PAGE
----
I started working on these garments ages ago… It’s been overwhelming, destructive, creative (obviously) fun and exhausting. I’m so pleased that Hydra and Coralline were accepted for Cult Couture 2013 part of the Southside Arts Festival (http://www.southside.org.nz/), and is a premier fashion event happening very, very soon.
Hydra, you can read more about here, Hyrda Emerges.
Emerging from a hydrothermal vent, Hydra explores her domain… Formed by my exploration of hyperbolic undersea organisms, Hydrais a hybrid of deadly plastic and organic motion.
Hydra is also the result of my experiments with plastic Warehouse bags, beginning in 2004. Her structure, both ridged, fragile and free flowing, reflects the varied polyps and coralline organisms that inhabit the hidden undersea world. A world of deadly predators on a microscopic scale, a world that is being infected by human waste, nano particles and degraded plastics.
Coralline, read more about the making of Coralline.
A shimmering fantasy fashioned from post-consumer waste, the fabric used to create this garment is woven out of plastic Foodtown bags, collected in 2004, woven into one continuous piece of material, which will probably outlive the fabric lining of the bodice!
Coralline embodies my love of dress making, celebrating my whakapapa… my mother, and grandmothers, and their creativity. It is this that has inspired my own journey into dress making, fashion and an obsession with fabulous textiles.
Structurally, it is an homage to two of my favourite designers, Christian Dior and Alexander McQueen artists who embodied luxury, excess and the extremely refined and sculpted female silhouette.
Love the artists
Do you know what is really interesting? Artists and designers must pay to enter garments in this event ($45 per entry) as well as cover all the costs of creating them, that is time, materials, design, experimenting…. and the event organisers make no provision for complementary or even discounted tickets so the designers can attend. Attend the event that is only possible because they work so hard, for free, and did I mentioned that designers already pay to enter garments?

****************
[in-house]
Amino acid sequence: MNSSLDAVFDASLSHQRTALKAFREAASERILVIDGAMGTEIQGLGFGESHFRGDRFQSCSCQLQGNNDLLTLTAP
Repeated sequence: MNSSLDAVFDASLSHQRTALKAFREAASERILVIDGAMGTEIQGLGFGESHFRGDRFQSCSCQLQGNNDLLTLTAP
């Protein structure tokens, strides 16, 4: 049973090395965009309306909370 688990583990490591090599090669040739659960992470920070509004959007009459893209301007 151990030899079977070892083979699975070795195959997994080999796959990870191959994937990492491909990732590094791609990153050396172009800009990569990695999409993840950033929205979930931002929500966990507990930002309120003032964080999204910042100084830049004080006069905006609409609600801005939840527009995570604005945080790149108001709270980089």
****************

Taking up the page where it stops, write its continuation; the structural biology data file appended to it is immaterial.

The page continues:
Is this supporting the arts? From the outside is looks like Auckland Council is supporting the arts. But is passing on more cost to the artists supporting the artist?
I think it’s a bit like a book publisher telling their writer they must go to the local bookstore and buy themselves a copy of their own book, or a record company telling a songwriter they need to buy a copy of their album from a record store. This also helps to perpetuate the idea that artists do not deserve financial support and also devalues them and their cultural contribution to their communities. Providing tickets to the designers whose work is so essential for arts and cultural events, is one way of showing goodwill and saying, ‘Thank you. We appreciate you and your work. You are valued’, and is a simple way to show support for artists and designers.
I want Cult Couture to Love the Artists! Do you? Let me know x
Here are the details Cult Couture, and where to buy tickets:
General Admission event (theatre tiered seating)
All tickets $25 per ticket
Pre-schoolers may sit on ticket buyer’s lap at no charge
Service and Box Office fees will apply.
Venue Box Office Hours: Monday to Friday 10am to 2pm.
For wheelchair bookings and enquiries please contact the Box office on (09) 966 1743.
Vodafone Events Centre
770 Great South Road
09 976 7777
Entrance: Gate 1 & 2
Parking: Northern Carpark. Pay and Display $4.50. Liquor Ban Zone in all external areas.